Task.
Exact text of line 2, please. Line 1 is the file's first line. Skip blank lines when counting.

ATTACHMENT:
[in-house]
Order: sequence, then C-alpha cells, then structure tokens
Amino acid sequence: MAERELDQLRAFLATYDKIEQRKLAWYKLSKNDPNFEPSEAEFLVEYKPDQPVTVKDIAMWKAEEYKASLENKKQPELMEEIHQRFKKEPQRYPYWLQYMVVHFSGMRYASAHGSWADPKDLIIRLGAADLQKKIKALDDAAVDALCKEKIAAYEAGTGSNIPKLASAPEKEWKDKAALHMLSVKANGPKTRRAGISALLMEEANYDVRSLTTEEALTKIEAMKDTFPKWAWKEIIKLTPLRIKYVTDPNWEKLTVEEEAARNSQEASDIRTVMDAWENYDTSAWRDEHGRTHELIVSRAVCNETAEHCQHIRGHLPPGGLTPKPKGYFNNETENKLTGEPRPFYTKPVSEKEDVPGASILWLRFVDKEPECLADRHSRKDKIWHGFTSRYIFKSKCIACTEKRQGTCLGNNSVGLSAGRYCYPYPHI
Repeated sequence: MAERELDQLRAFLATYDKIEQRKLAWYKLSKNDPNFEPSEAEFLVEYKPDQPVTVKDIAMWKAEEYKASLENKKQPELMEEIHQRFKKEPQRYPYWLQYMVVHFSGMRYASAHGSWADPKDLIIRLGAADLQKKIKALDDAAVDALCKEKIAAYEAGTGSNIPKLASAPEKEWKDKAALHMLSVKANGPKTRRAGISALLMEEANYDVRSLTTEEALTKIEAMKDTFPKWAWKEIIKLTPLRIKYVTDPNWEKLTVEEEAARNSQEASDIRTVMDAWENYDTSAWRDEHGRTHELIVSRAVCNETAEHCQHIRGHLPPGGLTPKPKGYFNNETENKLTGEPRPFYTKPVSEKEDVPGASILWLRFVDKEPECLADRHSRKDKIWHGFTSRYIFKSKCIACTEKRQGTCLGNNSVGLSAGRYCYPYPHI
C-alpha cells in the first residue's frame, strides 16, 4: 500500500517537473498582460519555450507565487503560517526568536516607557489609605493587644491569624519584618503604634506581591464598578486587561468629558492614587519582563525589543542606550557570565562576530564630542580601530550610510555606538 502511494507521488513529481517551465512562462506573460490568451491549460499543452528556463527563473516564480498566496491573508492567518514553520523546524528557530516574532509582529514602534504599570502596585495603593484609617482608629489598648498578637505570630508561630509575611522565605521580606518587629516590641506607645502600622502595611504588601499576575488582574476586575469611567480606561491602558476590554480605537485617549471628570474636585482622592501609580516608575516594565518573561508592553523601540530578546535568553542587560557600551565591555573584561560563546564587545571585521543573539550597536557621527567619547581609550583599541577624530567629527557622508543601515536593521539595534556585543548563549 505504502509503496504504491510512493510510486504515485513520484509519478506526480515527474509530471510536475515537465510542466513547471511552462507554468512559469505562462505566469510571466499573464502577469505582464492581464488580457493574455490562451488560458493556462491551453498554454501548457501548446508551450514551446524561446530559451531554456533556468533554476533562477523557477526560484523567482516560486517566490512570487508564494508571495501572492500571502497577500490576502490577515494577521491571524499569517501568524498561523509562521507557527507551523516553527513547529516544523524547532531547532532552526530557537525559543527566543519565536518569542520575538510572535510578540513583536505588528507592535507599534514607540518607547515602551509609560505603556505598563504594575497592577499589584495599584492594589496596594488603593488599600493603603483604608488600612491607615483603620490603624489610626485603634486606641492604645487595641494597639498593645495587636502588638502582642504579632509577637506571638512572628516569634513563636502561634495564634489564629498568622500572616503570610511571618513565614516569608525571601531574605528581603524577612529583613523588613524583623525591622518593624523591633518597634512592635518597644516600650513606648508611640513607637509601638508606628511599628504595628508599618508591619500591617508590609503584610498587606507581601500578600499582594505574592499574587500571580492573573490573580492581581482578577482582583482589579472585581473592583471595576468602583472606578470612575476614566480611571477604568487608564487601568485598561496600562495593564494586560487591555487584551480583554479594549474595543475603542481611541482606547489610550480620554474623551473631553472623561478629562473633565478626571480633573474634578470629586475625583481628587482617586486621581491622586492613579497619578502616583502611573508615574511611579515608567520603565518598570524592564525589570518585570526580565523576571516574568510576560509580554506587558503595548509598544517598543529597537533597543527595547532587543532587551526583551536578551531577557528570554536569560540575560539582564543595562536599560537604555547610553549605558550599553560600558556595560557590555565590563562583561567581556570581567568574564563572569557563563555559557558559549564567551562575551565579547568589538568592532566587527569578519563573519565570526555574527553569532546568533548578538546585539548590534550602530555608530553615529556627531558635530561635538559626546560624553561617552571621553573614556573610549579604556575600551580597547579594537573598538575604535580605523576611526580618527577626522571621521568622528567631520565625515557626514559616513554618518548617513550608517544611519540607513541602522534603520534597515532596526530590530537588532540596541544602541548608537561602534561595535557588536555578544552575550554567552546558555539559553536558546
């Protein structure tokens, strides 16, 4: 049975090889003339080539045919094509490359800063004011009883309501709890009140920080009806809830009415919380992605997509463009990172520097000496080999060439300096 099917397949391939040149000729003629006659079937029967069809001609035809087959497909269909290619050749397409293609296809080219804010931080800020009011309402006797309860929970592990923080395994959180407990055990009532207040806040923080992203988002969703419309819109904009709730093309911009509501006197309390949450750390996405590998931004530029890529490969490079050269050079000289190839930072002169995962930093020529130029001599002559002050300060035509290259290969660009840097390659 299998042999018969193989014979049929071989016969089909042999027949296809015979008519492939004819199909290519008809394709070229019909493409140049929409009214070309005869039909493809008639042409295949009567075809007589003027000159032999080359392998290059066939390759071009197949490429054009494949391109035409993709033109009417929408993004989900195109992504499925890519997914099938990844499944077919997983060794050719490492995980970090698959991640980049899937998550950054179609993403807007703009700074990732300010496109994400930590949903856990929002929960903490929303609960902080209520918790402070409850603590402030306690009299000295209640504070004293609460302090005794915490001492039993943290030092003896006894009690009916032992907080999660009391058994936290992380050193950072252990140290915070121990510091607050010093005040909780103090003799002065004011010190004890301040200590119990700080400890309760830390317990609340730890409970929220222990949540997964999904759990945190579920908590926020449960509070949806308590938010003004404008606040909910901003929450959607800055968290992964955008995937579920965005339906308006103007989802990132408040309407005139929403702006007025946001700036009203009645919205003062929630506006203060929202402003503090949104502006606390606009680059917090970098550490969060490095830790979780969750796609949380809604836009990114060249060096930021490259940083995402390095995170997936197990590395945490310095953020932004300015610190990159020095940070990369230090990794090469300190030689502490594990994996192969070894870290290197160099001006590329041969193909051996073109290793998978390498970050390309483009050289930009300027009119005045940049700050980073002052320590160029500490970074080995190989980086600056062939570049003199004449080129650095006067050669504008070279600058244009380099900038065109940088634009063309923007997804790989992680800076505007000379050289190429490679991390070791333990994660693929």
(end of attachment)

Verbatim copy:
Order: sequence, then C-alpha cells, then structure tokens